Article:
Avila B.W., D.L. Winkelman, and E.R. Fetherman. Dual Resistance to Flavobacterium psychrophilum and Myxobolus cerebralis in Rainbow Trout. Journal of Fish Diseases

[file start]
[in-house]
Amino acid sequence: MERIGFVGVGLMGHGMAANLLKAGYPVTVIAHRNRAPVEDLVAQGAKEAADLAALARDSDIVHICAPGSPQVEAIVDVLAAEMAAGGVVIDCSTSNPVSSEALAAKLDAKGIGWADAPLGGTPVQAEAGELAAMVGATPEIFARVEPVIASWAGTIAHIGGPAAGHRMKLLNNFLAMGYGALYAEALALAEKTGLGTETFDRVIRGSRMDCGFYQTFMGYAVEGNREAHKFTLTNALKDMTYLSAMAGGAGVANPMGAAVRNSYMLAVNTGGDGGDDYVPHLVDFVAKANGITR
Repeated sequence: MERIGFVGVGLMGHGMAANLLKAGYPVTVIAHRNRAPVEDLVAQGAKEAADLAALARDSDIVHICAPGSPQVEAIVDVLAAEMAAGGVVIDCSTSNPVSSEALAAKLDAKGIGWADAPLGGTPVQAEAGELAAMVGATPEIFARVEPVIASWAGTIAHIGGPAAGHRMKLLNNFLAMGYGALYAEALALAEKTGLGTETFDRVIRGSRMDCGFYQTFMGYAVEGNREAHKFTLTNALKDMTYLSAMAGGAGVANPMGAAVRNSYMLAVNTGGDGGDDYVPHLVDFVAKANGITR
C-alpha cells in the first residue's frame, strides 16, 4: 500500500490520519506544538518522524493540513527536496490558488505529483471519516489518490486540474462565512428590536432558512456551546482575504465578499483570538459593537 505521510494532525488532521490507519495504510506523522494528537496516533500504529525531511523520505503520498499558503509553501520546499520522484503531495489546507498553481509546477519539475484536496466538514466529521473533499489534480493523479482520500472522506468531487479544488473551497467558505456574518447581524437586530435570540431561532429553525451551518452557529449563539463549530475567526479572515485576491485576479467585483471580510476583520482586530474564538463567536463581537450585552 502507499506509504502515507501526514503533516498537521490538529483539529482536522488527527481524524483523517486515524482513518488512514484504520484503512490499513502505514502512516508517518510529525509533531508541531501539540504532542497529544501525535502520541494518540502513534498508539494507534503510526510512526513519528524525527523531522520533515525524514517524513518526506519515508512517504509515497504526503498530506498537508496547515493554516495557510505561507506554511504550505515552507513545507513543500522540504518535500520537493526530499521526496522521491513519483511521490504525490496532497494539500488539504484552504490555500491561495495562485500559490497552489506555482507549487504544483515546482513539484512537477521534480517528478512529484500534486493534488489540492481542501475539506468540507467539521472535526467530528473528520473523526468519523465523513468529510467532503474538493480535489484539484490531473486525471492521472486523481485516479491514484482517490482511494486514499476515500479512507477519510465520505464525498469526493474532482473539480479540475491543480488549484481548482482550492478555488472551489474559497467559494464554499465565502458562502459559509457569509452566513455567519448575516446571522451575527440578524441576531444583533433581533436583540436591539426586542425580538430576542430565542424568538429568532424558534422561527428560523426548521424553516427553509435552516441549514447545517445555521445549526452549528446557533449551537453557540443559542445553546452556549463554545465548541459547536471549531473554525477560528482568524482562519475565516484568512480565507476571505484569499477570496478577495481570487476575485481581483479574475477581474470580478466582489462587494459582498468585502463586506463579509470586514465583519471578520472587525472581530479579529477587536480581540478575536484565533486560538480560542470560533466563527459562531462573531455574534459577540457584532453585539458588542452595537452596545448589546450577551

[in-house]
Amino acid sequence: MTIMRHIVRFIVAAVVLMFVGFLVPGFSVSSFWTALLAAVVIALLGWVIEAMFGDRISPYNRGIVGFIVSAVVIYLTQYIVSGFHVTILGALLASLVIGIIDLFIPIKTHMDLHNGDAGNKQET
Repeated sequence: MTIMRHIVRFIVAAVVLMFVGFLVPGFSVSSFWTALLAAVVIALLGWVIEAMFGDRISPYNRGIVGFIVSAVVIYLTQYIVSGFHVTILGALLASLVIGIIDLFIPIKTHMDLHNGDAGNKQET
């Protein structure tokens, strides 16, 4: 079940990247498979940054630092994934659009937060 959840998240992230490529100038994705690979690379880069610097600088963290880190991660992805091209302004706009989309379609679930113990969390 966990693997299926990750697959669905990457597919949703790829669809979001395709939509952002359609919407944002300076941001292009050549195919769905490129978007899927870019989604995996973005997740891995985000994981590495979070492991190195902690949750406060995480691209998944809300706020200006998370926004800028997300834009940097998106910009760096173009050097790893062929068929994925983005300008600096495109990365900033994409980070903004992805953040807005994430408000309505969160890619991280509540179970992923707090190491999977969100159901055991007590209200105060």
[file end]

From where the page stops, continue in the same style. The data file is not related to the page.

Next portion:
Aquatic pathogens are a major concern for fish hatchery production, fisheries management, and conservation, and disease control needs to be addressed. Two important salmonid pathogens are Myxobolus cerebralis and Flavobacterium psychrophilum that cause whirling disease and bacterial coldwater disease (BCWD), respectively. Innate disease resistance is a potential option for reducing disease-related mortality in hatchery-reared rainbow trout (Oncorhynchus mykiss, Walbaum). Two experiments were conducted to assess pathogen resistance of first-generation (F1) rainbow trout created by crossing M. cerebralis- and F. psychrophilum-resistant strains. In the first experiment, we exposed two rainbow trout strains and one F1 cross to six treatments: control (no exposure), mock injection, F. psychrophilum only, M. cerebralis only, F. psychrophilum then M. cerebralis, and M. cerebralis then F. psychrophilum. Results indicated that the F1 cross was not resistant to either pathogen. In the second experiment, we exposed five rainbow trout strains and four rainbow trout crosses to F. psychrophilum. The second experiment indicated that at least one rainbow trout cross was F. psychrophilum-resistant. Achieving dual resistance may be possible using selective breeding but only some multigenerational strains are suitable candidates for further evaluation.